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uniform neighborhood
Let $X$ be a uniform space with uniformity $\mathcal{U}$. For each $x\in X$ and $U\in\mathcal{U}$, define the following items

$U[x]:=\{y\mid(x,y)\in U\}$, and

$\mathfrak{N}_{x}:=\{(x,U[x])\mid U\in\mathcal{U}\}$

$\mathfrak{N}=\bigcup_{{x\in X}}\mathfrak{N}_{x}$.
Proposition. $\mathfrak{N}_{x}$ is the abstract neighborhood system around $x$, hence $\mathfrak{N}$ is the abstract neighborhood system of $X$.
Proof.
We show that all five defining conditions of a neighborhood system on a set are met:
1. For each $(x,U[x])\in\mathfrak{N}$, $x\in U[x]$, since every entourage contains the diagonal relation.
2. Every $x\in X$ and every entourage $U\in\mathcal{U}$, $U[x]\subseteq X$ with $(x,U[x])\in\mathfrak{N}$
3. Suppose $(x,U[x])\in\mathfrak{N}$ and $U[x]\subseteq Y\subseteq X$. Showing that $(x,Y)\in\mathfrak{N}$ amounts to showing $Y=V[x]$ for some $V\in\mathcal{U}$. First, note that each entourage $U$ can be decomposed into disjoint union of sets “slices” of the form $\{a\}\times U[a]$. We replace the “slice” $\{x\}\times U[x]$ by $\{x\}\times Y$. The resulting disjoint union is a set $V$, which is a superset of $U$. Since $\mathcal{U}$ is a filter, $V\in\mathcal{U}$. Furthermore, $V[x]=Y$.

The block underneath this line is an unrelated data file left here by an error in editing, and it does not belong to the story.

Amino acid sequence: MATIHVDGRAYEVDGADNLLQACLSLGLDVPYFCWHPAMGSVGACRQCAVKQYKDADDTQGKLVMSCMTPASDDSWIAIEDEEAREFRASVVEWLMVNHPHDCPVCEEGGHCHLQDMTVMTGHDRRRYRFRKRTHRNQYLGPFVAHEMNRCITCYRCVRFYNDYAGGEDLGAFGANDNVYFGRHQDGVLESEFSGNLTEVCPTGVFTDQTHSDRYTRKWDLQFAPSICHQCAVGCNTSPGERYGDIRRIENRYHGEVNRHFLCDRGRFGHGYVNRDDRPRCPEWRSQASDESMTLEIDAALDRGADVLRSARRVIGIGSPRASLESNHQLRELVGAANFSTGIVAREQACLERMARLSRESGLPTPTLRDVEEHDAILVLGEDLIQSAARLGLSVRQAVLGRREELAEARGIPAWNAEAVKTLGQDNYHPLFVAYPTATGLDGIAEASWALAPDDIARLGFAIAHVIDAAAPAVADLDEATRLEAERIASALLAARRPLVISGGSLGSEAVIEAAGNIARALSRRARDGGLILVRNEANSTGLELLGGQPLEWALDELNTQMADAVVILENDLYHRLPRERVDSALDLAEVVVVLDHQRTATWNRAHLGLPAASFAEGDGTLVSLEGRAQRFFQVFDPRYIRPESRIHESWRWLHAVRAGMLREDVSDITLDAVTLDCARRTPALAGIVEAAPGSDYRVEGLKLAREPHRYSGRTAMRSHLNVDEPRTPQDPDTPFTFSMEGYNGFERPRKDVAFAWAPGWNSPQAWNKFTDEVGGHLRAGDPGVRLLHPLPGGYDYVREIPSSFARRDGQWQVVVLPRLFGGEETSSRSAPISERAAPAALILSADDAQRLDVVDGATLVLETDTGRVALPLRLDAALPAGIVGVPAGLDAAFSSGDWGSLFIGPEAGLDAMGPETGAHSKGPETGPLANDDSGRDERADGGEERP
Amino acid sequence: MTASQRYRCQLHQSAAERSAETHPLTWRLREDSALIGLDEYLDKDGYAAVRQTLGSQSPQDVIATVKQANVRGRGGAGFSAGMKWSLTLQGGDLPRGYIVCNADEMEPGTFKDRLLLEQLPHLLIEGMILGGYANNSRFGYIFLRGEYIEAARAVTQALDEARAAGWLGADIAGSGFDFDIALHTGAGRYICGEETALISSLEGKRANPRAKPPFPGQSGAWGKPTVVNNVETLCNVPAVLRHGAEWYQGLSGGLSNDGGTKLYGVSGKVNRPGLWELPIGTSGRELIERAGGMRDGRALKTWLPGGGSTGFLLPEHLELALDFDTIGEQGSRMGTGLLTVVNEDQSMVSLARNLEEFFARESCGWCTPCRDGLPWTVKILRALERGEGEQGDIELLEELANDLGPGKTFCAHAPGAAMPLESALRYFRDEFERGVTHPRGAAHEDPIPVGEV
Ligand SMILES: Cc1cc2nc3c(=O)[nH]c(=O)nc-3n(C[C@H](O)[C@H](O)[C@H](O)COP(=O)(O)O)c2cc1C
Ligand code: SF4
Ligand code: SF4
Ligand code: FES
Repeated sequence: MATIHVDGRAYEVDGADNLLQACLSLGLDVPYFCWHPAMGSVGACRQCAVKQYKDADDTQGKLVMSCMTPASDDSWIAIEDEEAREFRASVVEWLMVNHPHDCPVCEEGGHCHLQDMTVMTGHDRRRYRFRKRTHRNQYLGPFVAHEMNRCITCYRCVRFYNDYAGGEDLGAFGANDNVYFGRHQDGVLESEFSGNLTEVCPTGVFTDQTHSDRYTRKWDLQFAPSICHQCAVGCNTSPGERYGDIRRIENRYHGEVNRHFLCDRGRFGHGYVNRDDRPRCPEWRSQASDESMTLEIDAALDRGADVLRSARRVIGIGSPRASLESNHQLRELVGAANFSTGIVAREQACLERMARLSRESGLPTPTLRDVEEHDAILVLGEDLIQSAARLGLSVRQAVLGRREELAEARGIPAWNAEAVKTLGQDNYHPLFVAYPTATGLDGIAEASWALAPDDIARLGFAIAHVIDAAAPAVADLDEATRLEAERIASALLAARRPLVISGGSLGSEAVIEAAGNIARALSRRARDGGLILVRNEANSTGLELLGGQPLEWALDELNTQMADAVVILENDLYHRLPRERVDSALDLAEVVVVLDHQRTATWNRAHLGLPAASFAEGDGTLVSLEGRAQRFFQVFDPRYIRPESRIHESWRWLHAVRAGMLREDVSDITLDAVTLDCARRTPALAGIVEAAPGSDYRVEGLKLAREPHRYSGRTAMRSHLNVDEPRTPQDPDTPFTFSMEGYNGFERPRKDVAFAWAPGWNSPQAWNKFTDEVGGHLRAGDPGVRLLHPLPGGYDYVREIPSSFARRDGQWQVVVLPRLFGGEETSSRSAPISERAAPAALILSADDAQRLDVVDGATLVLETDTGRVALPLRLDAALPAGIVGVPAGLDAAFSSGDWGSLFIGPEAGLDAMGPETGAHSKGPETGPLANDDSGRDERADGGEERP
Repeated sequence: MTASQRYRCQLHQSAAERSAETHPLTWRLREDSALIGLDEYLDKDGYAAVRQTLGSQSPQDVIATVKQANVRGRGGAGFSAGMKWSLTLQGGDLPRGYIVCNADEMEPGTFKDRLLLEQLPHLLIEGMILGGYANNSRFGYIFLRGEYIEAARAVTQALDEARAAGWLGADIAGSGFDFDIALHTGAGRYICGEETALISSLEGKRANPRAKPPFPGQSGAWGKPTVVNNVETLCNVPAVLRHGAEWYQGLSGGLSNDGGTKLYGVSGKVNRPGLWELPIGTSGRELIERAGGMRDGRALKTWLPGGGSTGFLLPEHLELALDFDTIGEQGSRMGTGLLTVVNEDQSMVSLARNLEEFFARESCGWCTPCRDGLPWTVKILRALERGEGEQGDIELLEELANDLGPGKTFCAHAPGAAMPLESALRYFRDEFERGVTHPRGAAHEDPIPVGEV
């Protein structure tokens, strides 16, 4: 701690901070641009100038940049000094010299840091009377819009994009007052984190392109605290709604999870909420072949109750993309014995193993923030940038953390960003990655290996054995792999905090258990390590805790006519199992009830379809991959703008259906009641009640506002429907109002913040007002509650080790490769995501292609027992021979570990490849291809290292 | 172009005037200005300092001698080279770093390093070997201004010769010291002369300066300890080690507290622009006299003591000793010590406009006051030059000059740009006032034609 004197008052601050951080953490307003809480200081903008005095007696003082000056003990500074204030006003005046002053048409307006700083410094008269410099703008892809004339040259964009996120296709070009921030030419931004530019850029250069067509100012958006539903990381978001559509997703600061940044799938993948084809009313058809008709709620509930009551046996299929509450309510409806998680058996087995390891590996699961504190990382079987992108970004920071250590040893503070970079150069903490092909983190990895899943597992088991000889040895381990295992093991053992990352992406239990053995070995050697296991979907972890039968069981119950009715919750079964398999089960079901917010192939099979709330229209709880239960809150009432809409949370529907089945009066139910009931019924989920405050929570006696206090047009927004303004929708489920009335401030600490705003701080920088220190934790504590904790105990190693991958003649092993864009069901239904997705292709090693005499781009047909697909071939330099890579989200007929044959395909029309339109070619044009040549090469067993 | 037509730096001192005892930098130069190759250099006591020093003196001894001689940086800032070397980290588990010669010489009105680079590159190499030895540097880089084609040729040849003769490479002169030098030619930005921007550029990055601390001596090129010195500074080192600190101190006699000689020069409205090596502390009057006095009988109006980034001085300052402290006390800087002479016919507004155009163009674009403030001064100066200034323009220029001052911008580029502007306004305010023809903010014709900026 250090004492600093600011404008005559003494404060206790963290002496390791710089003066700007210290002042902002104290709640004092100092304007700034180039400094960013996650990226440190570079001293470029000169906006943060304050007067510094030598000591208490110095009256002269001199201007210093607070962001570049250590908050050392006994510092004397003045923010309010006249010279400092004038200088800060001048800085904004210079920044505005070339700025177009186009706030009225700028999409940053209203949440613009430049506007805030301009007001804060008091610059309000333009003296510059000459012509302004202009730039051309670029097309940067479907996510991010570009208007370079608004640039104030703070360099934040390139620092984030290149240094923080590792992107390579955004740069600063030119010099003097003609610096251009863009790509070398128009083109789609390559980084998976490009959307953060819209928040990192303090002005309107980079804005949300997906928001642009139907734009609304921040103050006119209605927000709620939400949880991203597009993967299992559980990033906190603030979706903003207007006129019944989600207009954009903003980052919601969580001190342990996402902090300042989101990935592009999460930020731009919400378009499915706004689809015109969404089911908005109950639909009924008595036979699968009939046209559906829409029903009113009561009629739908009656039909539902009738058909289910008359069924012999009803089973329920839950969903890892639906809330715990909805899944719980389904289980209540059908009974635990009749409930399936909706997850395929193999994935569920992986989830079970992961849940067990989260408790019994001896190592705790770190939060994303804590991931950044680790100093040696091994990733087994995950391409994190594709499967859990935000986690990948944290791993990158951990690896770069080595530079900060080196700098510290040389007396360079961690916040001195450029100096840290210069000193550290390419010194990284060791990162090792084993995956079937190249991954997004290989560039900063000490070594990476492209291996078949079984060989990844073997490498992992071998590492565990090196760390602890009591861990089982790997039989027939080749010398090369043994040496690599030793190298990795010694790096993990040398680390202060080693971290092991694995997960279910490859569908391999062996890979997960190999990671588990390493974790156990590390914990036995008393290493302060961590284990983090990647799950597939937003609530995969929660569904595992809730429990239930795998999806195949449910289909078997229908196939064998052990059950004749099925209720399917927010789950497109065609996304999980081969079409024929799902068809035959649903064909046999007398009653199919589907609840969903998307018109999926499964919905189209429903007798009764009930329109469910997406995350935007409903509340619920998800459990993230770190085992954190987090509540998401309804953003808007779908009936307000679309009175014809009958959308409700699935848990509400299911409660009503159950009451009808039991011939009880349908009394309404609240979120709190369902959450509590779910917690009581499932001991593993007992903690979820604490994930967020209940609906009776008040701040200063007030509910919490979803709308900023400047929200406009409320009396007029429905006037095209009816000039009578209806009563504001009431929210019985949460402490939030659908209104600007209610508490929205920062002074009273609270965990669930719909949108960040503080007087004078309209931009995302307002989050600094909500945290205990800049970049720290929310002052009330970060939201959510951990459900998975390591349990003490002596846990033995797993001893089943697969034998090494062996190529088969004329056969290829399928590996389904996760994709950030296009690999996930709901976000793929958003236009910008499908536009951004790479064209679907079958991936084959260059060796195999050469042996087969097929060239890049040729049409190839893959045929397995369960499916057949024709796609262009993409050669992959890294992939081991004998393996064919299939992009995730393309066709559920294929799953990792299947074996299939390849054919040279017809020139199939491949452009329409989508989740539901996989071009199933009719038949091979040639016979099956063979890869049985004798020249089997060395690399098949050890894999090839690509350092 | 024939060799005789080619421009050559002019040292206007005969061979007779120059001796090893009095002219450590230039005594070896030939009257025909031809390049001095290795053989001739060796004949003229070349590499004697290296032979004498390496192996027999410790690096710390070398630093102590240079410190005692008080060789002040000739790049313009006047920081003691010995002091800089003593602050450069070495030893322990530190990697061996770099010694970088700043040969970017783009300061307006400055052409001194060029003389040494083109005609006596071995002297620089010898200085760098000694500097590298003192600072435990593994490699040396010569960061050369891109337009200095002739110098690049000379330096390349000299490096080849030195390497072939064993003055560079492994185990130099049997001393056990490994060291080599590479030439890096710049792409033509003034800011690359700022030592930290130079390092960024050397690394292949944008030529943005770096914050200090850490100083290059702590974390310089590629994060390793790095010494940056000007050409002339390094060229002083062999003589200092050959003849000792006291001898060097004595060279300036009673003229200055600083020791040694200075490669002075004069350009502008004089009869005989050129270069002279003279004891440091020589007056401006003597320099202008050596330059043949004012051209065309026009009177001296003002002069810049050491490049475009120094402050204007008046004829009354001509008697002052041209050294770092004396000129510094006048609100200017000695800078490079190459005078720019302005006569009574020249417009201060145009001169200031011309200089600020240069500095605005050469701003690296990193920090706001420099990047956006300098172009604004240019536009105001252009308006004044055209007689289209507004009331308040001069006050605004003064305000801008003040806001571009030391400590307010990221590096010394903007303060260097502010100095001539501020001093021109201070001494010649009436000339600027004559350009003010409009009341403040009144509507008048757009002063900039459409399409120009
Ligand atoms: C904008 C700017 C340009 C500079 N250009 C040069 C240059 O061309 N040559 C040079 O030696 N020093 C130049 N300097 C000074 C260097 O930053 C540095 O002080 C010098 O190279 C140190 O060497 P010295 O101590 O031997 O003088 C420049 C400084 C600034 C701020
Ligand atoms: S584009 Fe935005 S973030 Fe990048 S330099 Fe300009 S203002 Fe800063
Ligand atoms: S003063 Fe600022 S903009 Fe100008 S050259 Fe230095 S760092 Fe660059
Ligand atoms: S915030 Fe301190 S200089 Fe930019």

4. 5. Suppose $(x,U[x])\in\mathfrak{N}$. There is $V\in\mathcal{U}$ such that $(V\circ V)[x]\subseteq U[x]$. We show that $V[x]\subseteq X$ is what we want. Clearly, $x\in V[x]$. For any $y\in V[x]$, and any $a\in V[y]$, we have $(x,a)=(x,y)\circ(y,a)\in V\circ V$, or $a\in(V\circ V)[x]\subseteq U[x]$. So $V[y]\subseteq U[x]$ for any $y\in V[x]$. In order to show that $(y,U[x])\in\mathfrak{N}$, we must find $W\in\mathcal{U}$ such that $U[x]=W[y]$. By the third step above, since $V[y]\subseteq U[x]$, there is $W\in\mathcal{U}$ with $W[y]=U[x]$. Thus $(y,U[x])=(y,W[y])\in\mathfrak{N}$.
∎
Definition. For each $x$ in a uniform space $X$ with uniformity $\mathcal{U}$, a uniform neighborhood of $x$ is a set $U[x]$ for some entourage $U\in\mathcal{U}$. In general, for any $A\subseteq X$, the set
$U[A]:=\{y\in X\mid(x,y)\in U\mbox{ for some }x\in A\}$ 
is called a uniform neighborhood of $A$.
Two immediate properties that we have already seen in the proof above are: (1). for each $U\in\mathcal{U}$, $x\in U[x]$; and (2). $U[x]\cap V[x]=(U\cap V)[x]$. More generally, $\bigcap U_{i}[x]=(\bigcap U_{i})[x]$.
Remark. If we define $T_{{\mathcal{U}}}:=\{A\subseteq X\mid\forall x\in A,\exists U\in\mathcal{U}% \mbox{ such that }U[x]\subseteq A\}$, then $T_{{\mathcal{U}}}$ is a topology induced by the uniform structure $\mathcal{U}$. Under this topology, uniform neighborhoods are synonymous with neighborhoods.
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